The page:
Friday, April 10, 2009

SAR #9100

Government: a protection racket that makes laws.

Wrong Map: Wall Street, CNBC, the Fed and the Administration all act as if economic recovery were just a bailout or two away. If recovery means returning to the credit-driven consumptive binge of the last 20 years, recovery is not going to happen. Just ask the family that just lost their job, their house and their dreams how long it'll be before they get sucked into that trap again. My dad lived for 50 years after the depression and never, ever forgot. Nor forgave.

Pop Quiz: What will global warming look like? Australia.

Faster, Not Better: Over 40% of those getting a mortgage modification fall 60 days behind in their payments after only 5 months. Another victory for the Paulson-Bernanke-Geithner team.

Slowdown: Some US states' tax collections are so far below normal that the states cannot send out tax refunds to their citizens promptly because "we don't have the money."

Pay Me Now, Pay Me Later: Saudi Arabia has threatened to keep its petroleum at home if the world doesn't promise to pay it for the oil it won't have when the oil runs out. It also wants to be paid for the oil it won't sell because burning it causes global warming.

Contrary Souls: Corporate fundamentals are historically awful, with little hope of improvement, so naturally the stock market rallies on the hope of unearned riches.

Basics: Capitalism is about failure. Good businesses rise from the ruins of badly run ones. If the government, the society, becomes a deus ex machina dispensing taxpayer cash to prop up failed institutions, this is not preserving capitalism. It sort of a reverse socialism, the worst kind of socialism, protecting the oligopoly at the expense of everyone else.

The Annual Return: Federal fisheries managers have again this year canceled California's commercial chinook fishing season in a probably doomed attempt to save the fishery.

True Tales from Accounting: Wells Fargo is projecting a record $3 billion in first quarter profits. Hey, they're doing okay on the $25 billion the taxpayers lent them.

Now and Then: Weekly jobless claim numbers are a tad below expectations, while the Fed's meeting minutes indicate they expect unemployment to rise steeply throughout 2009 and into 2010 before leveling off. Continuing unemployment claims rose to yet another all-time record, at 5.84 million.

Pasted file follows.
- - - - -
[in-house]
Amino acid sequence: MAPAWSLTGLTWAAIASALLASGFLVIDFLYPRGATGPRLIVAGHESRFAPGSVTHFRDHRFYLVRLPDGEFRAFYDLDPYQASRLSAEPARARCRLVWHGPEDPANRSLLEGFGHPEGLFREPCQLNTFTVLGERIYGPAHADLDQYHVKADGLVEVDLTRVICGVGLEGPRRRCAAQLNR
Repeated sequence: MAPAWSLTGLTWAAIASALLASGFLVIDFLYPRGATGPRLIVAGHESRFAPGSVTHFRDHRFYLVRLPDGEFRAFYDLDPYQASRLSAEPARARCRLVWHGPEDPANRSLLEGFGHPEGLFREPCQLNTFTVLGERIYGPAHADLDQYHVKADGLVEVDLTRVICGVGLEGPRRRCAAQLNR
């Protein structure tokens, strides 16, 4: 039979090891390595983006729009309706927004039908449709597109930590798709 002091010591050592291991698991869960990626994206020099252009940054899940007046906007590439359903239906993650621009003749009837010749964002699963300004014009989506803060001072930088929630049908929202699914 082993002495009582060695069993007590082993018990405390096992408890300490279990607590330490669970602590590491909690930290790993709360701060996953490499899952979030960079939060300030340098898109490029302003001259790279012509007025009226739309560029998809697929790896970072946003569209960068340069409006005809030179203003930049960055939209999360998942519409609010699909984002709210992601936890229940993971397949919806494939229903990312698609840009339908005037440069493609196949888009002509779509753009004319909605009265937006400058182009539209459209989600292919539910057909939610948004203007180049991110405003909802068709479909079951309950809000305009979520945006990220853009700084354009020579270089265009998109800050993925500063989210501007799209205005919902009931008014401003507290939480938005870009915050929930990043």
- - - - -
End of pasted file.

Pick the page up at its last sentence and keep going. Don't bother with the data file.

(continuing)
If/Then: Economist James Hamilton of UCSD shows that every postwar US recession but one was preceded "by a dramatic increase in the price of crude petroleum." If the price of oil got the recession started, then relieving the banks of their toxic debts may not be the solution...

Shadowland: U-6, the unemployment number that actually counts all of the unemployed, is well on its way to the 20% mark. That's why the government doesn't talk about it.

Stiff Upper & All: Great Britain's National Institute of Economic and Social Research says the UK's economy has contracted 4.2% in the last year and that the economy will not recover for two more years. Cheers

Porn O'Graph: Belts, tightening.


Anonymous said...

RE: Porn O'Graph:

Notice that the graph clearly shows that the activities to slow the the 2001-2002 recession kicked off the following massive bubble. Clearly, adding government spending and loose money just keeps an unsustainable situation going. The collapse when it comes, and it most surly will, will be magnified in direct proportion to the amount of "foolery" used to mask the problems.


The Anecdotal Economist said...

RE: True Tales From Accounting...

Of the four remaining major national banks (Chase, Citi, BofA and Wells), Wells Fargo and Citi have a far lower amount of loss reserves as a percentage of loans than do JPM and Citi.

Notwithstanding, in conjunction with newly restored "mark-to-make-believe" accounting from their friends at FASB (who were bribed by the Fed and threatened by the SEC), the banks likely will report stellar Q1 earnings, by design, meaning the feds (that seamless Bush-Obama transition) implicitly will allow them to now under-reserve for bad loans, thus dramtically improving net income and capital ratios.

Combined with "stress tests" to be graded, not "pass/fail" but "present," the entire exercise appears to have been created to dupe private investors into buying new issues of common stock offered by the banks, such as Goldman Sachs' upcoming issue, to "prove" capital markets are functioning again.

Add the PPIP government-sanctioned looting of what little taxpayer money yet can be borrowed from China and we will be able to call off Depression 2.0.

(Pay no attention to those unemployment numbers, or tent city numbers, or mass shootings numbers because, HEY!, the banks are OK!)

Which will, of course, prop things up for 6-12 months and lift the stock market sufficiently for Wall Street insiders to "distribute" their remaining equity holdings to the rube small investors who mistakenly believe the government has solved all our problems.

Which, of course, sets us up the "big one" sometime in 2010. The big what? I don't know, but it's coming.

Check local listings, but stay tuned...

Anonymous said...

I hoping it's 2010, I've been going long on rice, beans, and ammo. It's a sad day, I live close to the ground but that might not be enough to help a few others. I just won't to know if the this will be on tv?
The race to the bottom continues.